Hafod House was demolished in 1954
The first organised athletics event in Wales was held at the Hafod estate on 27 July 1860.
And to mark the 150th anniversary of this landmark event, the historic estate at Cwmystwyth will host another athletics event on 15 July 2010.
The original event, organised by John Graham Chambers, came to represent the first athletics meeting in the Principality.
Hafod House is now recognised as the cradle of Welsh Athletics.
The event on Thursday, 15 July 2010 is the brainchild of Dic Evans from Aberystwyth in conjunction with Pontrhydygroes, Ysbyty Ystwyth and Llanafan community forum and Communities First.
Mr Evans said: "I found out that Hafod hosted the first athletics meeting in Wales a few months ago and contacted the forum to try and organise an event to mark the 150th anniversary."
Amy Pateman of the Pontrhydygroes, Ysbyty Ystwyth and Llanafan community forum, said: "Members of our community had done a sponsored run to raise money for a local who was running the London Marathon.
"We decided that it would be a good idea to set up another event and decided that the Hafod would be the perfect venue once we liaised with Mr Evans."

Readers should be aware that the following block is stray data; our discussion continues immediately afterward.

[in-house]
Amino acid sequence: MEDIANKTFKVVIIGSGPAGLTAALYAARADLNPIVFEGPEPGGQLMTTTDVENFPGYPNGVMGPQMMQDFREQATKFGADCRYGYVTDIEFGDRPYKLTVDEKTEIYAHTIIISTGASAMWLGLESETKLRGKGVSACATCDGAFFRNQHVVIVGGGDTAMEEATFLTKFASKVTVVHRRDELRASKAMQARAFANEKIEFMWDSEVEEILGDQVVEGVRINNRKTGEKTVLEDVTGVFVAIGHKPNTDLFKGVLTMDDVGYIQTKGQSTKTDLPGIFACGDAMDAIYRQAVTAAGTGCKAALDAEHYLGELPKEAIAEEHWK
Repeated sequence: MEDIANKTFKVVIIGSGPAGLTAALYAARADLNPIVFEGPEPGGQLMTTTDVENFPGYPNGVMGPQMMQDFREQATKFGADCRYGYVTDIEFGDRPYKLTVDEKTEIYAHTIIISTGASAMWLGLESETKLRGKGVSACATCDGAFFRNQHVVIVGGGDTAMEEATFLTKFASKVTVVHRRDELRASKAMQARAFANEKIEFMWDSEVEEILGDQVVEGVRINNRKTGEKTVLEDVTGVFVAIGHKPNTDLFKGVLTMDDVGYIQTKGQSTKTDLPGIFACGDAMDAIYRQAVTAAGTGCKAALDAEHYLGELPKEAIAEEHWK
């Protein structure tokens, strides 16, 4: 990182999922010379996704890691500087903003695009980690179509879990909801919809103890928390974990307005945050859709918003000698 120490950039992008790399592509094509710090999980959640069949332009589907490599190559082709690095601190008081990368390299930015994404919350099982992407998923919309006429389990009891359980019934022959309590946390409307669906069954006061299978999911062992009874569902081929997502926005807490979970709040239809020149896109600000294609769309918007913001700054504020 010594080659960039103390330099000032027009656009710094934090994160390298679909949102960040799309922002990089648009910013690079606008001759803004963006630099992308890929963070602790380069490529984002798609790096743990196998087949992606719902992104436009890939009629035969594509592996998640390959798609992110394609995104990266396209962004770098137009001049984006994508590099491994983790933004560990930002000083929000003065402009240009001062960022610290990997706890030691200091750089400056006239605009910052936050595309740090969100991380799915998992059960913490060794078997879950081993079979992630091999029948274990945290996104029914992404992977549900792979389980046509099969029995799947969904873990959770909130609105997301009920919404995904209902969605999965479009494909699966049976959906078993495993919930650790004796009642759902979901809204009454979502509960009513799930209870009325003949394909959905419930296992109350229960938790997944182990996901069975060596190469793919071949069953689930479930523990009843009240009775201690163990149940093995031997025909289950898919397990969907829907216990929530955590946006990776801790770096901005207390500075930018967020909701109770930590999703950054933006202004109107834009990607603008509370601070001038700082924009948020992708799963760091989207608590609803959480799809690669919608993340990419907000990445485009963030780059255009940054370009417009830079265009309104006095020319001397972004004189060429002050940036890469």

And while 150 years ago the disciplines included foot races on the lawn and throwing the cricket ball, this time around it will be the turn of fun runs, children's races and an open six mile race, which starts at 1930 BST.
Clive Williams is the editor of The History of Welsh Athletics. In this book, Mr Williams recounts that Llanelli-born John Chambers was the amateur athletics trailblazer in Wales.
Mr Williams said: "He organised a meeting at Aberystwyth on 16 September 1865, which is probably the earliest record of an organised athletics meeting in Wales.
"Chambers however, when just 17-years-old, held some athletics events at Hafod House, his father's home also in Aberystwyth, some five years earlier on 27th July 1860.
"In this 'meeting' Bob Harrigan, the cricket historian reported in The Welshman that there were foot races on the lawn, and throwing the cricket ball.
"Twelve people also competed for prizes over 600 yards after a cricket match between Hafod and Ystrad Meurig."
was built in 1786 and rebuilt in 1807 after a fire.
It was demolished in 1954, already in ruins after the last owner left in the 1930s.